ANAHEIM, CALIF. — Mack Molding Inc. is making a move into medical disposables.
The Arlington, Vt.-based custom injection molder and contract manufacturer is investing $2 million to expand its clean room molding and assembly operations to handle what it calls a significant new project.
Mack already does medical molding — about 40 percent of the company's sales are for medical products, including orthopedic disposables and enclosures. But President Jeff Somple said the new project is Mack's first foray into high-volume, single-use components for a Class III medical device.
“That's driving some significant investment in equipment and personnel,” Somple said in a Feb. 10 interview at the Medical Design & Manufacturing West show in Anaheim.
Initially it includes four all-electric JSW presses, ranging from 44-199 tons of clamping force. Two of the presses are vertical machines. Within a year, Mack will add two more JSW presses. The work will be done at Mack's headquarters plant in Arlington.
Mack also is building its third molding and assembly clean room in Arlington. The 3,500-square-foot Class 8 facility is scheduled to be certified by April 1. The cell for the new project also will include a 500-ton automated hydraulic press that will be adjacent to the new clean room, in a soft-walled clean room area. The project also includes new servo-controlled radio frequency and ultrasonic welding systems.
Somple declined to identify the customer or details about the medical disposables project, other than to say that the volumes will be in the hundreds of thousands of parts annually. He described the work as a natural progression in its growing medical molding business, which started with clean room molding, assembly, medical part molding, and then experience with Food and Drug Administration regulations.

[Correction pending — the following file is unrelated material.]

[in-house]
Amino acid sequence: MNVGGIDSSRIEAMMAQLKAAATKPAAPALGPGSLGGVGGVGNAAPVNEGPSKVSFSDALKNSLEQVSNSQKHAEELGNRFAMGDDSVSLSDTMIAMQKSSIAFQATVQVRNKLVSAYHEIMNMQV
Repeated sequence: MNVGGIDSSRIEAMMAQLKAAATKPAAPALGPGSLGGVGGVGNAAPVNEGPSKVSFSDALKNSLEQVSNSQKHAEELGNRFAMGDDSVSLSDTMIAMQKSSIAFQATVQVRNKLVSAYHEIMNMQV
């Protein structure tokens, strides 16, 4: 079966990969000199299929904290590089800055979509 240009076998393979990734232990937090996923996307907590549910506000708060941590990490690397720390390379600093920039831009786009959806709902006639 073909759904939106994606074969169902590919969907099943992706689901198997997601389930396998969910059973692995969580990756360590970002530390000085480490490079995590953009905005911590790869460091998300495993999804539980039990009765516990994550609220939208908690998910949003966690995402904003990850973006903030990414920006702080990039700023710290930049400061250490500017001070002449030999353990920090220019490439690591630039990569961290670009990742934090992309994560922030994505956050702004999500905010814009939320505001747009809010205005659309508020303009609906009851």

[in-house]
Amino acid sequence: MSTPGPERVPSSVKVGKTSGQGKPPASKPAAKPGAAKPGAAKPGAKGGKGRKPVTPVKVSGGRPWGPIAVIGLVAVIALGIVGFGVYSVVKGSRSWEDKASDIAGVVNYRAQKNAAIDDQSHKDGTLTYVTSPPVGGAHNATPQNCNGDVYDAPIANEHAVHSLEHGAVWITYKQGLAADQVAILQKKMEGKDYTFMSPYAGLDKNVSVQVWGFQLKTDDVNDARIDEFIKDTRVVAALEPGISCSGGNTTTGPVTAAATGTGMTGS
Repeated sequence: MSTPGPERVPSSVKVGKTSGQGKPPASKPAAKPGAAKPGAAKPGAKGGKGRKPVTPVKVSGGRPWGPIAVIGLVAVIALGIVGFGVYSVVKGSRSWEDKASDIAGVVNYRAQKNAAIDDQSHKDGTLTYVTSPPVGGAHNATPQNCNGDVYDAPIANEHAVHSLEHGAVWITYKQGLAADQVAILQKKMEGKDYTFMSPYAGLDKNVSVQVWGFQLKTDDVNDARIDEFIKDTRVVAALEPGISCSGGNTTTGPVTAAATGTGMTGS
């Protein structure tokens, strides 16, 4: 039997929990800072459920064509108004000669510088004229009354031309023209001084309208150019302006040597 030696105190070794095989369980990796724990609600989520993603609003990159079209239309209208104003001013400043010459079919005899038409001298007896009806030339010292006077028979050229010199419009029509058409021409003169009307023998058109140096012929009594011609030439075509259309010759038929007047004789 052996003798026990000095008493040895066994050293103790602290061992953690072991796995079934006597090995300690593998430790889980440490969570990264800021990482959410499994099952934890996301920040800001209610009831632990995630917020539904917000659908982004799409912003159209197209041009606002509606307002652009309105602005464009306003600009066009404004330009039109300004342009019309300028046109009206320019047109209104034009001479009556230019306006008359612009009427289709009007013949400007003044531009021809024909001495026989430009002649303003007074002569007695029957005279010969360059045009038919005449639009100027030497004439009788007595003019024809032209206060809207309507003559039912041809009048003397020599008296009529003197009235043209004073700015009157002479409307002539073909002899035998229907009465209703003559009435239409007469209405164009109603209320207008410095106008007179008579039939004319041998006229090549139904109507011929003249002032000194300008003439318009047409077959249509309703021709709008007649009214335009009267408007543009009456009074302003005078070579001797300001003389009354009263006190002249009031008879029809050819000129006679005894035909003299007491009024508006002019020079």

“We've had our credentials in order,” Somple said. “We're pretty confident that this will open the floodgates to higher-volume work.”
“In five years I think we'll be at around 50 percent medical,” he added. “We're going to continue our strategy of doing BBC work — molding big, bulky and complicated parts. Things that are difficult to ship and unlikely to be moved offshore.”
Kevin Bradley, business unit director for Mack Medical, said work on the new project will be phased in gradually this year. Mack expects to be in full production by the fall.
In addition to this investment, Mack has two other Class 100,000 clean rooms — a molding clean room with six electric presses and an assembly cleanroom that is used for non‐sterile packaging of medical disposables, light sonic weld assembly, and temperature‐ and humidity-controlled functional testing. Mack also has a white room operation with four hydraulic presses that make small medical parts.
New engineering talent
Mack also has added new expertise in medical device engineering and realigned staffing.
David Clatworthy and Timothy Hutchings have more than 50 years of combined engineering and manufacturing experience.
Clatworthy, a Six Sigma Black Belt, came from AngioDynamics Inc. of Glens Falls, N.Y., where he worked in manufacturing and quality engineering for catheter products and molded components.
Hutchings was a senior project engineer for Covidien/Tyco Healthcare in Argyle, N.Y. He is a Six Sigma Green Belt.
Both engineers report to Scott Hodges, who has been promoted to manufacturing engineering manager. Hodges has worked at Mack for nearly 20 years in quality and manufacturing engineering. Most recently, he was responsible for all engineering, operations, production planning and compliance for the manufacture of several FDA Class III medical devices.
Hodges' promotion is part of a manufacturing reorganization designed to separate engineering from production at the headquarters plant. Engineering will focus on cost reductions, continuing improvement efforts and new program launches. Mack added headcount to create new customer-focused production teams that each include a planner, supervisor, manufacturing engineer, quality engineer and buyer.
Mack ranked No. 23 in Plastics News' most recent survey of North American injection molders. The company has $287 million in annual sales and 11 plants.